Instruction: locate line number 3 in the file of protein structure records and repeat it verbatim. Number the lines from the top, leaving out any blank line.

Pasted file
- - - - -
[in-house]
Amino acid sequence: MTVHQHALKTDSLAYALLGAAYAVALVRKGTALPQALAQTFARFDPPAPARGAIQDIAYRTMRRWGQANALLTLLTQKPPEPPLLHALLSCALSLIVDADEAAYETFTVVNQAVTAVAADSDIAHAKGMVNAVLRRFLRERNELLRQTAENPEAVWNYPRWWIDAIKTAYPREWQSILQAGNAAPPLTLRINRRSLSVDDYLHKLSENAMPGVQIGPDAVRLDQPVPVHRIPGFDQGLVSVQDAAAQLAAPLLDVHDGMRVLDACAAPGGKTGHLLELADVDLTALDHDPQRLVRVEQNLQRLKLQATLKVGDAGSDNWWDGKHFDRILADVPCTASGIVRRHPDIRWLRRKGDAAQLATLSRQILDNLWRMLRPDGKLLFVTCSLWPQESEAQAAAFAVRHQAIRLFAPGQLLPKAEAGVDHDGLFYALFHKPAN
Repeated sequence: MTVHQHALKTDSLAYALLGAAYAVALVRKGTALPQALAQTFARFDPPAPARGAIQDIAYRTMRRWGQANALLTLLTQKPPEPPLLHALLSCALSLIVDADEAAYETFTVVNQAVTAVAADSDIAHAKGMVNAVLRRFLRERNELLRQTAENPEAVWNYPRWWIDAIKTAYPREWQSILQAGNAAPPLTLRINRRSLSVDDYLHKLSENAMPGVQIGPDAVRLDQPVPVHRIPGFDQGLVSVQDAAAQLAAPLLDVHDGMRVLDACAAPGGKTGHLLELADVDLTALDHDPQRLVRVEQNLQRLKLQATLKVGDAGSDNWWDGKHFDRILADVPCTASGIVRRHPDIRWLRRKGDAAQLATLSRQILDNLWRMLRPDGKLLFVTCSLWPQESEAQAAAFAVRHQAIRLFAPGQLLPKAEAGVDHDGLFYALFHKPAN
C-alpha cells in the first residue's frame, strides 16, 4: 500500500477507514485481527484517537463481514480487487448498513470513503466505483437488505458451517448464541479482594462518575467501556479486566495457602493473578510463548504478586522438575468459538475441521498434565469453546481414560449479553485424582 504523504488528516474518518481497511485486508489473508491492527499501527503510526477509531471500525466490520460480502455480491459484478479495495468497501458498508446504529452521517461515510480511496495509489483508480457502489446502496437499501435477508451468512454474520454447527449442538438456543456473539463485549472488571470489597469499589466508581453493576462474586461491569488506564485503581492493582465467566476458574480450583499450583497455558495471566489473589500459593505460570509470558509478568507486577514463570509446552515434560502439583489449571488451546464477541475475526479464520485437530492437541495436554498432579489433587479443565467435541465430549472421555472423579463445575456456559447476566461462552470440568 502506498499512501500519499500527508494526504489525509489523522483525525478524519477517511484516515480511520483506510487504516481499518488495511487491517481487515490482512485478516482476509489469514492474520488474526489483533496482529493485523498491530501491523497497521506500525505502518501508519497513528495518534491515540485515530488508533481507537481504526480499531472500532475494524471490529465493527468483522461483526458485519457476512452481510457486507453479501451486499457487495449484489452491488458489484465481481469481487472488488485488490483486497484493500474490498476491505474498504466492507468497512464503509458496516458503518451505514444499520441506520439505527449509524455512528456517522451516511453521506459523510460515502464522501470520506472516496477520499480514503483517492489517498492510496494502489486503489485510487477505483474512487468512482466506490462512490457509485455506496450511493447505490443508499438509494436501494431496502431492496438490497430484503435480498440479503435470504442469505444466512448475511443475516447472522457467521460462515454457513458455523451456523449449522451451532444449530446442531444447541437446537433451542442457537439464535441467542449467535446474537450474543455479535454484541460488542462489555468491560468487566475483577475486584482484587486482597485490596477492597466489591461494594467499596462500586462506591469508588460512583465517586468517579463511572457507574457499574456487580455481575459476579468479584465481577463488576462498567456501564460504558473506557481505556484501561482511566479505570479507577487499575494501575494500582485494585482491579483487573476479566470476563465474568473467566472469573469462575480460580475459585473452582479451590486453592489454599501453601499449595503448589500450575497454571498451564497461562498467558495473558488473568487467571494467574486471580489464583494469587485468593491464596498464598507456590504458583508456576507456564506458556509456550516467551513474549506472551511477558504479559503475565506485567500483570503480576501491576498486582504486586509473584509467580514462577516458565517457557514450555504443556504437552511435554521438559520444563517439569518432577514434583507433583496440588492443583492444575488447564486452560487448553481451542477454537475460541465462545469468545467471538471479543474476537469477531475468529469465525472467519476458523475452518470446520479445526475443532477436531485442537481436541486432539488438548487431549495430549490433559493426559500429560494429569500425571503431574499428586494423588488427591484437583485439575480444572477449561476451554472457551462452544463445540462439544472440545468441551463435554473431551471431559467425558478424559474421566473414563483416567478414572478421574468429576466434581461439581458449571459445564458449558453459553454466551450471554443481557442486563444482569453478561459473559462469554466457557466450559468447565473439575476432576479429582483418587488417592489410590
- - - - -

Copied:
Repeated sequence: MTVHQHALKTDSLAYALLGAAYAVALVRKGTALPQALAQTFARFDPPAPARGAIQDIAYRTMRRWGQANALLTLLTQKPPEPPLLHALLSCALSLIVDADEAAYETFTVVNQAVTAVAADSDIAHAKGMVNAVLRRFLRERNELLRQTAENPEAVWNYPRWWIDAIKTAYPREWQSILQAGNAAPPLTLRINRRSLSVDDYLHKLSENAMPGVQIGPDAVRLDQPVPVHRIPGFDQGLVSVQDAAAQLAAPLLDVHDGMRVLDACAAPGGKTGHLLELADVDLTALDHDPQRLVRVEQNLQRLKLQATLKVGDAGSDNWWDGKHFDRILADVPCTASGIVRRHPDIRWLRRKGDAAQLATLSRQILDNLWRMLRPDGKLLFVTCSLWPQESEAQAAAFAVRHQAIRLFAPGQLLPKAEAGVDHDGLFYALFHKPAN